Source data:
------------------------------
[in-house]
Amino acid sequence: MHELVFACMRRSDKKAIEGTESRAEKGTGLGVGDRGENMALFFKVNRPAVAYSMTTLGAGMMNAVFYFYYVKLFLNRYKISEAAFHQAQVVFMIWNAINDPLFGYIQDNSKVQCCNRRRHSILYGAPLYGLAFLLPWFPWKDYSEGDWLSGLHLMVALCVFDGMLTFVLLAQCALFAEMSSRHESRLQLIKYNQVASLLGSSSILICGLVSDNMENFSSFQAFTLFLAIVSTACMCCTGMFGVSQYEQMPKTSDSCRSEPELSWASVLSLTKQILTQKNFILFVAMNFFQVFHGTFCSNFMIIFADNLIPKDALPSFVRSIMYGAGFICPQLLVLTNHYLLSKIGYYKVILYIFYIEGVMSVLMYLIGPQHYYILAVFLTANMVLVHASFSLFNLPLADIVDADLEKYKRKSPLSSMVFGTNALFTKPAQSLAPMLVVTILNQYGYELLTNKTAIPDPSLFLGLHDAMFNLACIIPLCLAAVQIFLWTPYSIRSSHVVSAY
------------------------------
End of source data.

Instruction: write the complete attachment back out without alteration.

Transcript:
[in-house]
Amino acid sequence: MHELVFACMRRSDKKAIEGTESRAEKGTGLGVGDRGENMALFFKVNRPAVAYSMTTLGAGMMNAVFYFYYVKLFLNRYKISEAAFHQAQVVFMIWNAINDPLFGYIQDNSKVQCCNRRRHSILYGAPLYGLAFLLPWFPWKDYSEGDWLSGLHLMVALCVFDGMLTFVLLAQCALFAEMSSRHESRLQLIKYNQVASLLGSSSILICGLVSDNMENFSSFQAFTLFLAIVSTACMCCTGMFGVSQYEQMPKTSDSCRSEPELSWASVLSLTKQILTQKNFILFVAMNFFQVFHGTFCSNFMIIFADNLIPKDALPSFVRSIMYGAGFICPQLLVLTNHYLLSKIGYYKVILYIFYIEGVMSVLMYLIGPQHYYILAVFLTANMVLVHASFSLFNLPLADIVDADLEKYKRKSPLSSMVFGTNALFTKPAQSLAPMLVVTILNQYGYELLTNKTAIPDPSLFLGLHDAMFNLACIIPLCLAAVQIFLWTPYSIRSSHVVSAY